My favorite indie author has unfortunately handed most of his social media over to PAs who update statuses for him – nothing wrong with this except most of what you get is simply announcement about giveaways and release dates, it’s just not personal anymore. Although I will say he still posts to his blog himself (at least I’m pretty sure that’s him), I’m hoping he doesn’t hand that over as well.

    Thanks for the article, Kristen. So much to think about.

    1. In Albuquerque we cherish our book stores. Our largest indie book store has had to scale down down down but they are still packed to the rafters on weekends and before holidays. And they support their local authors

  41. Such excellent advice! So many people get sucked into social media as the do-all and end-all of the marketing/writing life and your blog is spot-on. I’ll be heading over to Amazon to check out your book! Thanks the clarity and advice you bring to this subject. 🙂

  42. My agent suggested I read this and it has proved so helpful. I have been more on the writing books side of things, but am hoping to embrace the social media side. It is easier to think about using social media to form relationships, rather than simple, boring self-promotion. Thank you for the article. Great food for thought,

    1. Thank your agent for me and great to meet you!

  43. A balanced viewpoint, very nice. Encouraging.

  44. Now I don’t feel so bad for not hopping every single social media train and fad. It’s such a shame to feel like you’re failing yourself because you don’t spend enough time on Facebook and loathe Twitter. Conversely, even if I did spend lots of time peddling books, I’m a terrible salesperson. I couldn’t sell a glass of ice water to a dying man in the desert. Or a joystick to an alien. Hmm…

    Wonderful, insightful post Kristen.

  45. 1) Are these people tweeting or ovulating?
    thanks for the morning giggle. I’ve given up arguing with people who “don’t have the time” to interact personally so their Tweets and pithy comments are automatically dispersed throughout the day. Sure gives me the warm fuzzies.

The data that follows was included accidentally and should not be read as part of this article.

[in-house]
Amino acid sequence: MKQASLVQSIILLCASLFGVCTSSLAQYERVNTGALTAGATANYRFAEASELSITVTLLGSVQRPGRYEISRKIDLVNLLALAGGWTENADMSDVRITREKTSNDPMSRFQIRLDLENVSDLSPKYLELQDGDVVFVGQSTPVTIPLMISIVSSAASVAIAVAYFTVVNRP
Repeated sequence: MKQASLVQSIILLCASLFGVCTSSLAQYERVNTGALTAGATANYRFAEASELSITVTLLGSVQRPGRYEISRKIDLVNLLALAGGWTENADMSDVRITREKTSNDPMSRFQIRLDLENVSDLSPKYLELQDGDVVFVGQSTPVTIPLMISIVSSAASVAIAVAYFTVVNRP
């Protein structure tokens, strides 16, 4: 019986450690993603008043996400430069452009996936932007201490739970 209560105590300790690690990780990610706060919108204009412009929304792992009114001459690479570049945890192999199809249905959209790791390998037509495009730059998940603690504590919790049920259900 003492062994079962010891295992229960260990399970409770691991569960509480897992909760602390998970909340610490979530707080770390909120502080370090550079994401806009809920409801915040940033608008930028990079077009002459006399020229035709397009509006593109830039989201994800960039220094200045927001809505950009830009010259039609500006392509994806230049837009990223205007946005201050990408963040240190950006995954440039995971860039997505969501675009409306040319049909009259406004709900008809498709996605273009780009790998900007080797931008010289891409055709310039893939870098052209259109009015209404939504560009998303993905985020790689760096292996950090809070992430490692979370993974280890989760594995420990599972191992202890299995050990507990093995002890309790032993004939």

46. It’s nice to know that indie stores are beginning to come back. I used to love to go into those shops that were quaint and just browse. In actuality, my interests in the category of books grew in those stores because I wasn’t overwhelmed with so much to choose from. The stands for Kindle books is inevitable. This might even work well with the indie stores — having a small selection of paper-print books and have a couple of those stands right in the shop.

  47. Kristen, wonderful article! I agree with everything you said. I know authors out there who must have super typing fingers because they’re on social media so much I can’t imagine how they write anything to sell. Thank you for sharing what you’ve learned and for your generosity.

  48. THANK YOU, Kristen, for being a sane voice in a world gone mad. I love how you think, and I’ve greatly benefited from your book. MOST of my book sales are because people know me and (I hope) like me as a person, so… they want to read what I have to say. MOST of the money I’ve spent on promotions where an expert puts your name on a thousand sites and the sides of forty buses, was wasted. Now I spend my time writing and connecting, like you taught me. I’m so grateful.

  49. Great article. So much is changing in the world, and in the writing world, that we have to get back to logical thinking–and traditional publishing’s demand for the use of social media is a place we need it most.

    • R. A. Meenan on January 17, 2015 at 10:16 pm
    • Reply